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Sunfish bite is still on

June 14, 2010

by Chris Schultz

Several anglers reported last week that fast action on spawning sunfish has been really hit and miss across our area lakes in the past few weeks.

The same anglers indicated that while the spawn may be just about over on some area lakes, it’s just beginning on others and to catch fish you need to understand the lake you’re on and know if the sunfish are just about done or just starting to spawn.

The best bet is to bounce around on a few different good sunfish lakes and stick to the lakes where the fish are still very shallow and on beds.

Last week, Washington, Parley, the western bays of Lake Minnetonka, Diamond and Ramsey produced fish.

Regarding other angling action, the muskie bite on Waconia has been very good with several anglers reporting some good-sized fish caught and released.

I haven’t heard much at all about walleye action around the area, but did have a few local anglers noting the bite on Mille Lacs has been great.

Moving on, expect the sunfish to head for deeper water soon and when that happens try trolling or drifting in 8 to 12 feet of water off spawning areas with a light spinner rig tipped with a panfish leech.

Howard Lake GND Fishing Contest

The 28th annual Howard Lake Good Neighbor Days’ Fishing Contest will be Saturday, June 26 on Howard Lake.

Registration will take place from 7 to 8 a.m., with a shotgun start at 8 a.m. The contest ends at noon.

Entries will be limited to the first 200, with the cost being $30 if entry forms are received by Sunday, June 20, and $35 for entries received after that date.

For an entry form, go to www.howardlakegoodneighbordays.webs.com.

For additional information, call Denny Decker at (320) 543-2992.

DNR asks citizens to give turtles a brake
From the DNR

Each year at this time, female turtles move from lakes, ponds, wetlands, rivers and streams to nesting areas, where they deposit their eggs in self-excavated nests.

Unfortunately, many nesting areas are separated from the turtles’ wintering areas by roads.

Turtles are often observed crossing roads as they make their way to nesting areas.

“Many turtles and other species are killed on Minnesota roads each year, especially during the nesting season,” said Carol Hall, herpetologist for the Minnesota Department of Natural Resources.

People can help reduce road mortality for turtles in these ways:

• Allow unassisted road crossings.

When turtles can safely cross roads unaided due to a lack of oncoming traffic, allow them to do so.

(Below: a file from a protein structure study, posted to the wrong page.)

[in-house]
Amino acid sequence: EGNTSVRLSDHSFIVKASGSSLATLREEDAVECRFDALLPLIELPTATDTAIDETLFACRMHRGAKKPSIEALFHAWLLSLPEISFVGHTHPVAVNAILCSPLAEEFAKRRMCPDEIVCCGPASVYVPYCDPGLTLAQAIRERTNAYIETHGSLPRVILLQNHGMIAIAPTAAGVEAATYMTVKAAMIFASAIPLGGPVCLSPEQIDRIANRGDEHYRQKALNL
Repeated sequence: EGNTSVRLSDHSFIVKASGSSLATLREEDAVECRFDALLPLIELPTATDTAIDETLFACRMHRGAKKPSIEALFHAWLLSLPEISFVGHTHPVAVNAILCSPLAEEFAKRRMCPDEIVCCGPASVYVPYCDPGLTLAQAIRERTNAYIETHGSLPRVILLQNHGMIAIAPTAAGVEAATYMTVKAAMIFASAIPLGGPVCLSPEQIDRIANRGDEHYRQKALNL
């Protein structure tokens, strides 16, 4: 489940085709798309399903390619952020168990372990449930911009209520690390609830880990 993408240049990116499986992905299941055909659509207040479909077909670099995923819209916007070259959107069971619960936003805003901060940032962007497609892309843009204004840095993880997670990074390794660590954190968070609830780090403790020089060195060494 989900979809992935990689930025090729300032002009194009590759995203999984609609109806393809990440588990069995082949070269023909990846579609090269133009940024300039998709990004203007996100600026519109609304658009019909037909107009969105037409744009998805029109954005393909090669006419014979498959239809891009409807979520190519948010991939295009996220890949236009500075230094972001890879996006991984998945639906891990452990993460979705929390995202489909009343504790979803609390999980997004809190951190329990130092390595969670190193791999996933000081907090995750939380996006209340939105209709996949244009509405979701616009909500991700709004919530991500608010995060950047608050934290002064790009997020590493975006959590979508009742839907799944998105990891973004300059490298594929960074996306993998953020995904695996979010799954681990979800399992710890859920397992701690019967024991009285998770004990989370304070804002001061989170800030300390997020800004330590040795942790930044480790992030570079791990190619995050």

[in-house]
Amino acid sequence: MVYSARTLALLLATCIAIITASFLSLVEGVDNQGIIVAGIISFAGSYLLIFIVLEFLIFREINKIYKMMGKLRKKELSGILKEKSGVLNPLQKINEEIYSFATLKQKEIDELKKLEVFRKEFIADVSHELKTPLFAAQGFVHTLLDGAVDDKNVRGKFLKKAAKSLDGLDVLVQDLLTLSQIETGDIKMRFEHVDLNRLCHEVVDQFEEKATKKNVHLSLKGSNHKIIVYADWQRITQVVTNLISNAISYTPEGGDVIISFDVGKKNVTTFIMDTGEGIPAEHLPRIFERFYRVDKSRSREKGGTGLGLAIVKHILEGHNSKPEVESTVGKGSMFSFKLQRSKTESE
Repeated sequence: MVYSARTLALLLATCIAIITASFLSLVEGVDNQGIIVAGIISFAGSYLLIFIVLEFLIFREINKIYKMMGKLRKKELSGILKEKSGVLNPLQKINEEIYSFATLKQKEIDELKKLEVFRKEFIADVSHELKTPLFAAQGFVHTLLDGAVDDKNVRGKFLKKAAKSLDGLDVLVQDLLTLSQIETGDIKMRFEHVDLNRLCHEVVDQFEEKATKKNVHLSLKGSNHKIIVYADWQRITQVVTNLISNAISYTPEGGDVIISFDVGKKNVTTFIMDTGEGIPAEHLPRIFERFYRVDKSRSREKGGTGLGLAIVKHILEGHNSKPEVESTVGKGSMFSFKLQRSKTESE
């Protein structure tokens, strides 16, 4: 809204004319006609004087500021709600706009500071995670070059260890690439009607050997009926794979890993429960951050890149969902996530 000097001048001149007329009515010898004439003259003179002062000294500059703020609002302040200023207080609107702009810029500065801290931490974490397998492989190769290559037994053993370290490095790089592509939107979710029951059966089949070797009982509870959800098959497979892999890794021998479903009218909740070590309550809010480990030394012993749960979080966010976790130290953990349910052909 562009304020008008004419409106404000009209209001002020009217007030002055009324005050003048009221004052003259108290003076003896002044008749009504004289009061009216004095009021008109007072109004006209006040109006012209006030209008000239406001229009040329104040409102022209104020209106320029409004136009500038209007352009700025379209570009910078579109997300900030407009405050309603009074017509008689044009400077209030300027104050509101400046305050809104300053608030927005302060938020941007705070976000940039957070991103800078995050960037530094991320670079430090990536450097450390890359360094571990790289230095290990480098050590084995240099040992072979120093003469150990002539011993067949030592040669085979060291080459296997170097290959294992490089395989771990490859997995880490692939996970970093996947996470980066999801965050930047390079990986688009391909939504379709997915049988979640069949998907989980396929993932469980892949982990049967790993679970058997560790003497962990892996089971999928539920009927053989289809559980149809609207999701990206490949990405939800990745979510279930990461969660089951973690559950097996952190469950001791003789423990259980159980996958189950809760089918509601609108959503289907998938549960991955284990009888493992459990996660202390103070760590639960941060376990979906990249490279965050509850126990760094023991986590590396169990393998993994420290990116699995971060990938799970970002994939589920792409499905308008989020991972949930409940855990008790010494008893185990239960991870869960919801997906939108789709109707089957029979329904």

Observe from a distance and avoid rapid movements as doing otherwise will often cause turtles to change direction, stop, or seek shelter within their shells.

• Maintain direction of travel if road crossing assistance is necessary.

Turtles should be moved across roadways in as direct a line as possible, unless doing so would definitely put them in peril.

If people see a turtle or other animal on the road, they should slow down and drive around it.

Many people want to help turtles cross the road which is understandable.

The best approach is to let the turtle cross unassisted.

Minnesota has nine turtle species, some of which are protected.

Graduation time brings water accidents
From the DNR

At this time of year, there are tragic stories of young people who either drown or become seriously injured in water accidents while attending graduation party festivities.

Unfortunately, most accidents could have been prevented with adult guidance and supervision, according to the Minnesota Department of Natural Resources (DNR).

Tim Smalley, DNR water safety specialist, noted some common scenarios when a dozen 17- and 18-year-olds go to one of their parents’ cabins up north.

The stage could be set for a tragedy if:

• An alcohol-impaired person dives off the end of a dock without checking the depth.

The water is only three feet deep and his or her head hits the bottom, fracturing the cervical spine and causing drowning.

• A few young people grab a canoe out of a shed and head out on a moonlit cruise without life vests.

Several hundred yards from shore, the alcohol-impaired paddlers capsize the canoe and only one of the three makes it back to shore.

“Parents should ensure their grads are adequately supervised, and the adult responsible for the gathering should see that teens do not consume alcohol,” said Smalley. “No one should be allowed near any kind of boat, canoe or personal watercraft without wearing a life jacket, and no one should dive head first from a dock.”

Outdoor notes

• A black bear was spotted in Dassel on June 7.

• Remember to get your dog checked for heartworm and on a heartworm preventative medication.

• Because of last week’s heavy rains, expect a few wash outs at area lake landings and higher water level on or area lakes.

• The panfish bite on Pelican Lake near Buffalo has been excellent this spring.

Look for more information on the Pelican Lake restoration project in this column in upcoming weeks.

• Right now is the peak of the pheasant hatch and last weeks heavy rains in our area may have been very detrimental to our local birds.

Cool, wet weather in early to mid-June usually means a poor pheasant hatch and lower pheasant numbers during the fall hunting season.

• The first official day of summer is Monday, June 21.

• Take a kid fishing; he or she will have fun, and so will you.